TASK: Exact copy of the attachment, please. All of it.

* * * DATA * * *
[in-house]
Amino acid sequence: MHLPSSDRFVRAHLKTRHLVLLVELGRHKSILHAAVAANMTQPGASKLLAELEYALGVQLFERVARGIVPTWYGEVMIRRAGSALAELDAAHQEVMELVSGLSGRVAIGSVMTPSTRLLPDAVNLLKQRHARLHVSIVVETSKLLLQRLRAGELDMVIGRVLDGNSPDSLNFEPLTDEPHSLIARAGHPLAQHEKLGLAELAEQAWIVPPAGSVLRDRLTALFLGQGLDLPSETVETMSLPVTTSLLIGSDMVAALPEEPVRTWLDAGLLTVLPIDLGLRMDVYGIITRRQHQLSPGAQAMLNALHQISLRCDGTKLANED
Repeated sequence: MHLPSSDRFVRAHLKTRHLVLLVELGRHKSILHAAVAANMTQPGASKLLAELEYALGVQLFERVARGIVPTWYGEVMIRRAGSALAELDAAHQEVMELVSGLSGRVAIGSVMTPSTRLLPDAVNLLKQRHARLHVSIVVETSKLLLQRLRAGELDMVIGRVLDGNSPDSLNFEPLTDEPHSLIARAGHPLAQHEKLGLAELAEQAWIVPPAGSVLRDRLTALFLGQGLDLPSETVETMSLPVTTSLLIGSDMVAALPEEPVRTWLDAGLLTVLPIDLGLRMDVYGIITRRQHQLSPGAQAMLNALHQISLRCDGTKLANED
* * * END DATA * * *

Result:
[in-house]
Amino acid sequence: MHLPSSDRFVRAHLKTRHLVLLVELGRHKSILHAAVAANMTQPGASKLLAELEYALGVQLFERVARGIVPTWYGEVMIRRAGSALAELDAAHQEVMELVSGLSGRVAIGSVMTPSTRLLPDAVNLLKQRHARLHVSIVVETSKLLLQRLRAGELDMVIGRVLDGNSPDSLNFEPLTDEPHSLIARAGHPLAQHEKLGLAELAEQAWIVPPAGSVLRDRLTALFLGQGLDLPSETVETMSLPVTTSLLIGSDMVAALPEEPVRTWLDAGLLTVLPIDLGLRMDVYGIITRRQHQLSPGAQAMLNALHQISLRCDGTKLANED
Repeated sequence: MHLPSSDRFVRAHLKTRHLVLLVELGRHKSILHAAVAANMTQPGASKLLAELEYALGVQLFERVARGIVPTWYGEVMIRRAGSALAELDAAHQEVMELVSGLSGRVAIGSVMTPSTRLLPDAVNLLKQRHARLHVSIVVETSKLLLQRLRAGELDMVIGRVLDGNSPDSLNFEPLTDEPHSLIARAGHPLAQHEKLGLAELAEQAWIVPPAGSVLRDRLTALFLGQGLDLPSETVETMSLPVTTSLLIGSDMVAALPEEPVRTWLDAGLLTVLPIDLGLRMDVYGIITRRQHQLSPGAQAMLNALHQISLRCDGTKLANED